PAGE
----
Shawn’s argument in contrast I think falls foul of three errors which can be summarised as follows:

  • The confusion of knowledge artifact use, with knowledge work (his fence post illustration). Yes technology is becoming more ubiquitous, but it is in consequence reducing the requirement for knowledge, and potentially skill levels. A long time ago I went on a two week mountain navigation course, then years of later with a lot of experience and tolerated failure I navigated a party off a fog bound plateau using map reading, compass, knowledge of magnetic variations and a not inconsiderable ability to read the ground. Now I could just follow a pre-programmed route on my GPS machine. Good in many ways, dangerous in others. The fact that sophisticated knowledge artifacts are in day to day use does not mean that people have become more knowledgeable.
  • Failure to understand the impact of time & experience in knowledge capability. A worker in McDonalds (one of the examples used in the comments to Shawn’s blog) can be taken on and trained in a matter of hours. Yes they use knowledge, some social acquired through living, some through training and experience in what is a largely automated task where human adaptability has marginal utility over a robot, as opposed to say the paint shop in a car factory. Contrast that with the engineer who designed the equipment in McDonalds. They went to University, served a form of apprenticeship working with more experienced engineers. The take on of knowledge is measured in years not hours and they are accordingly scarce and paid more. I know people who want to work nine to five in a undemanding job, because they are not consumed by their work, something that I think might be included in any definition of a professional. Acquiring knowledge is not without cost in the early years, look at the average indebtedness of a student when they leave university to take just one aspect. On the other hand there is no significance in learning how to serve burgers – I just do that for money.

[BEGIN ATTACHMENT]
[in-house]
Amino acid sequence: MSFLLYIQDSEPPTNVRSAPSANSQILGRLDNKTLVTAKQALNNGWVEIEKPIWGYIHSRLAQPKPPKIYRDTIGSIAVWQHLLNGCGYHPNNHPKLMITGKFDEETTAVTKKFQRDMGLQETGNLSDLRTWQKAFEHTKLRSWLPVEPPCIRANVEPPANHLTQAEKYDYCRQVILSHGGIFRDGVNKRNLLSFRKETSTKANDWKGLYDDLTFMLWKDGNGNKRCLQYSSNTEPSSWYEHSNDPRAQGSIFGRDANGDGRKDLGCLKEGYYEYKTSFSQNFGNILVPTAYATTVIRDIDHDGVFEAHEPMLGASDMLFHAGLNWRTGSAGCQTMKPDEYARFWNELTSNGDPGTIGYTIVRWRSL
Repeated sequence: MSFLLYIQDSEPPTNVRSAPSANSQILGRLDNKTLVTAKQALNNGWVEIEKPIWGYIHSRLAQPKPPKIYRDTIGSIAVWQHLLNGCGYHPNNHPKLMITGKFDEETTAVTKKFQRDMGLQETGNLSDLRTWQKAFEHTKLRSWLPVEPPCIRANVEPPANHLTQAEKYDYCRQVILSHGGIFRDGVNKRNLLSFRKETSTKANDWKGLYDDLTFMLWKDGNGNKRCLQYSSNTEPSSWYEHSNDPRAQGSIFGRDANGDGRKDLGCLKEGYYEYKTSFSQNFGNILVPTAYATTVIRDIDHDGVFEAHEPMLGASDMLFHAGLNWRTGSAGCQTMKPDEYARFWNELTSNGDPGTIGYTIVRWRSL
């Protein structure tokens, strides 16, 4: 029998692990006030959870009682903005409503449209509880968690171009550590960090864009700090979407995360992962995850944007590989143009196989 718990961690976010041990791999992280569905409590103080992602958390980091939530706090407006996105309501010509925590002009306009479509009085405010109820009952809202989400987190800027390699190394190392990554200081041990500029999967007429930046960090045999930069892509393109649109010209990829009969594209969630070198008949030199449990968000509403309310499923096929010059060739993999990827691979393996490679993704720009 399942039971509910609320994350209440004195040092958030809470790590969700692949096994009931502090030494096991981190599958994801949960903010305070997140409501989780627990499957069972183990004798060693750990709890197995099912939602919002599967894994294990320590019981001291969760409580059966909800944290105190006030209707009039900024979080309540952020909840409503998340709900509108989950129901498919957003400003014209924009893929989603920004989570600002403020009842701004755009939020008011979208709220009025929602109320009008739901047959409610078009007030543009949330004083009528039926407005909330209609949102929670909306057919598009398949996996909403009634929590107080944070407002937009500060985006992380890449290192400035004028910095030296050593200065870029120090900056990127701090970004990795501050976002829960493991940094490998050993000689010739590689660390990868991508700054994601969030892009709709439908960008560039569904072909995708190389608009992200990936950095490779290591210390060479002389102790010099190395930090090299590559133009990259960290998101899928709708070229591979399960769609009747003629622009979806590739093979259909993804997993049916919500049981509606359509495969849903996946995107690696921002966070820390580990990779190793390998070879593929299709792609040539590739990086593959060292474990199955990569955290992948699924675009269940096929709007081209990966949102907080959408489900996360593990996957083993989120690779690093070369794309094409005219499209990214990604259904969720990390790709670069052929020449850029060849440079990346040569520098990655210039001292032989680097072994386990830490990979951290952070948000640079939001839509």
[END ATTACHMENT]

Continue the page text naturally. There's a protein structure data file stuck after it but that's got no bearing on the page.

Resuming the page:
• Ethical naiveté or the moral red herring, by which I mean an attempt to take an idealistic position without considering the wider reality of the society in which we work. I can agree that there is an argument that we should not value one person more than another simply based on education, social class or whatever. I would also be happy with a society which was not organised on the basis of market capitalism. I can also concur with anyone who argues that some knowledge workers (nurses) should be paid more than other knowledge workers (consultants such as myself and Shawn), but the reality of the world is very different and we have to live in that world. Fundamentally you are not going to make any impact whatsoever on people’s status by calling everyone a knowledge worker. It makes the phrase meaningless, and its not long before you start to use the artificial language of middle class guilt: refuse disposal operative, rather than Bin man. Here I just can’t see any effect from Shawn’s argument which thus fails.

Now that is not to say that his final question How does knowledge help us to work better? is not useful, it is. It probably has high utility than knowledge worker which is by now common place. However it is plain wrong to say it is a meaningless concept. It remains an important one and Drucker’s original proposition is not complete it is still active.

In practice I think there are two critical questions that this controversy raises:

  • Firstly, in a world increasingly dominated by knowledge artifacts and knowledge workers (my sense of the word with meaning as per the above arguments) what happens in society to those who cannot for reasons of intelligence or opportunity gain access to education at key points in their development. Or what happens to those whose skills are out of date before they are 40? Do they all end up working in McDonalds?
  • Secondly, the boundary between the developed and developing worlds are interesting. In effect education in the developing worlds has been dominated by the economic requirements of empire. Either to train people to execute those jobs which the developed world cannot execute at low wages (call centres etc) or to attempt to spread the imperial culture by replicating its educational and political system around the world. The former is cruel as the work merely moves on to the less costly venue, the latter is also cruel as it destroys rather than creates wisdom

Both of those questions are ones that the world has to answer, under the shadow of population growth and global warming. They are serious issues that even Drucker did not foresee.